The cost of cigarette smoking and other forms of tobacco use are well known, both in terms of effect on a smoker’s health and the rising cost of tobacco products. There can be no disputing the fact that smoking is injurious in more ways than one and can be lethal. However, this has not stopped the almost one in five Americans who still smoke regularly. Now, because of the tobacco use penalties that are present in the President’s health care law, the impact of smoking on their pockets will be even more severe.

Obamacare has a few little noted provisions that are only now coming to light and the impact of which are still being assessed. Among these is a provision that allows health insurers to charge individuals who smoke up to 50% more in their health insurance premiums. This will kick in from January 1 next year. While the exact nature and amount of the penalties will vary from case to case, a ball park estimate is possible. In the case of a smoker who is 55 years old, the additional financial burden by way of increased health insurance premiums will be in the range of $4,000 plus a year. For a smoker who is 60, the impact could be substantially higher – around $5,000 per year.

Since the increase in premium amounts is age related, younger smokers will pay less by way of the “smoking penalty.” This reduces the effective financial deterrent at the age when the habit develops and takes root. However, the impact is expected to be massive on older smokers because the high penalties appear at the age when most smoking related health complications begin to appear and when retirement and living on a fixed income is a fast approaching reality. Add to this the fact that smoking is highest among the lower income section of the population and the total impact of the increased premiums because of smoking becomes obvious.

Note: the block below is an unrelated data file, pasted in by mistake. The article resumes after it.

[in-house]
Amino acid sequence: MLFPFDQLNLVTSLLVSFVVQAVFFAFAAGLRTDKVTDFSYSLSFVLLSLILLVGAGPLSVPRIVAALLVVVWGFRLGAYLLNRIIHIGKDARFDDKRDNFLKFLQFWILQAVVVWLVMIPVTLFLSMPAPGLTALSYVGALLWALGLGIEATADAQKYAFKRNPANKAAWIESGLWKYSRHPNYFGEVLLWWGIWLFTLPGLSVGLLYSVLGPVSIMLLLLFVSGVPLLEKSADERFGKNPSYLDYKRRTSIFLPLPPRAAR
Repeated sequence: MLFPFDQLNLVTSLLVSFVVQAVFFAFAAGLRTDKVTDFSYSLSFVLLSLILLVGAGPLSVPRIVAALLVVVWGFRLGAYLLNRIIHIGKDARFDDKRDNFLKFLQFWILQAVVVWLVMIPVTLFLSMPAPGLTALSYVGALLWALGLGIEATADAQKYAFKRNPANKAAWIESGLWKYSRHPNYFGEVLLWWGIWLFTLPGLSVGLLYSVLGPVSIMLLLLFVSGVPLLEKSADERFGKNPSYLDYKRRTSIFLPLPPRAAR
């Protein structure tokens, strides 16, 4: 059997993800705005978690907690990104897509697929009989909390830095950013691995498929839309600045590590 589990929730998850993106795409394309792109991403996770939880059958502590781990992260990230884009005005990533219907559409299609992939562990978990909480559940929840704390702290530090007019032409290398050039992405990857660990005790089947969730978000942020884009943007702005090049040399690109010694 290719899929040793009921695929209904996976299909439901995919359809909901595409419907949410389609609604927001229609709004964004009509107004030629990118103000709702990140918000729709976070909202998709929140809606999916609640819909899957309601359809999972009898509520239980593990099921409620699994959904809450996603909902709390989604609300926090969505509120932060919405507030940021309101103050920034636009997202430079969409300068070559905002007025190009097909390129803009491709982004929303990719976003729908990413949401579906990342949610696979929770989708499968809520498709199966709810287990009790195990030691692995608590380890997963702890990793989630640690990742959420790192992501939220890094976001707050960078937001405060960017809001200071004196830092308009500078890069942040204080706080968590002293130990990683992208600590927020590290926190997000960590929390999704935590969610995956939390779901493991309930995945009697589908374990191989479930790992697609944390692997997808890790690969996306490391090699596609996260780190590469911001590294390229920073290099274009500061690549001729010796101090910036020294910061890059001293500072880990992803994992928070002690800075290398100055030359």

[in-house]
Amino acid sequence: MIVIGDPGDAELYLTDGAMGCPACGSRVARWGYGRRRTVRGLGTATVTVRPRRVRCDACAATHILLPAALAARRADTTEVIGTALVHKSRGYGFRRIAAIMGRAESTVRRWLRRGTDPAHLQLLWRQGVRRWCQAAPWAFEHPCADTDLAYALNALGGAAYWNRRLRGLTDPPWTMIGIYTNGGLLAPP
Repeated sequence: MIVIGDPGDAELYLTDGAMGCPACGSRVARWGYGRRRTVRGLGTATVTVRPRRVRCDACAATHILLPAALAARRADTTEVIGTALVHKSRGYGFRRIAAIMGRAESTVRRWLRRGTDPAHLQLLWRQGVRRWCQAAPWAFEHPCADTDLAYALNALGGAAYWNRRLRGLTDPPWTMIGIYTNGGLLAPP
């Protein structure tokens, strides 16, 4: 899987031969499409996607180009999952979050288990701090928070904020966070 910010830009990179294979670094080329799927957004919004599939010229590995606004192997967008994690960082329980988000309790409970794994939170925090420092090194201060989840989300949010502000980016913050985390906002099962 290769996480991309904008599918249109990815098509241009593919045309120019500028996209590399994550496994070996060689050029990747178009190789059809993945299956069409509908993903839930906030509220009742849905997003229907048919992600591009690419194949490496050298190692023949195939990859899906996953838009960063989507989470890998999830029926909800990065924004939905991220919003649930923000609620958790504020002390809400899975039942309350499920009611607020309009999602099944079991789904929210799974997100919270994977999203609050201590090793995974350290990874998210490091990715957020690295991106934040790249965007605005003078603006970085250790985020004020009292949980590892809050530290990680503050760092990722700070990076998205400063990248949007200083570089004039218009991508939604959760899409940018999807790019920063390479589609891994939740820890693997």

Those who are covered under job related health insurance plans will be able to avoid the penalties by joining programs to enable them to give up the habit, but it is unlikely that this option will be available to individual policy holders. Additionally, although the law provides for those who are unable to get coverage under the new provisions to buy private healthcare insurance and provides for tax credits to keep the premiums at reasonable levels, this will not help smokers. The tax credits cannot be used to offset the higher premiums that may be charged on account to the insured person being a smoker.

The increase in premiums by up to 50% is a figure whose impact may not be obvious initially. A look at a possible scenario will make clear how huge an impact it will really have. If a person aged 60 years takes a health insurance policy under the new law the cost will be around $10,000 a year. The tax credits that can be availed of will bring this figure down to about $3,000. But the penalties could add another $5,000 to the cost of insurance, making the total $8,000 plus. If that individual is earning $35,000 per year, health insurance will cost him or her around 24% of the annual salary. By this calculation smoking will not just become very expensive, it will be financially unviable.

All those who have been trying to kick the habit and have not been able to succeed now have a huge new incentive to stop smoking. The cost of smoking, direct and indirect, is not a problem to be faced in the future. It is here and needs to be tackled now. And the only way to do this is by stopping.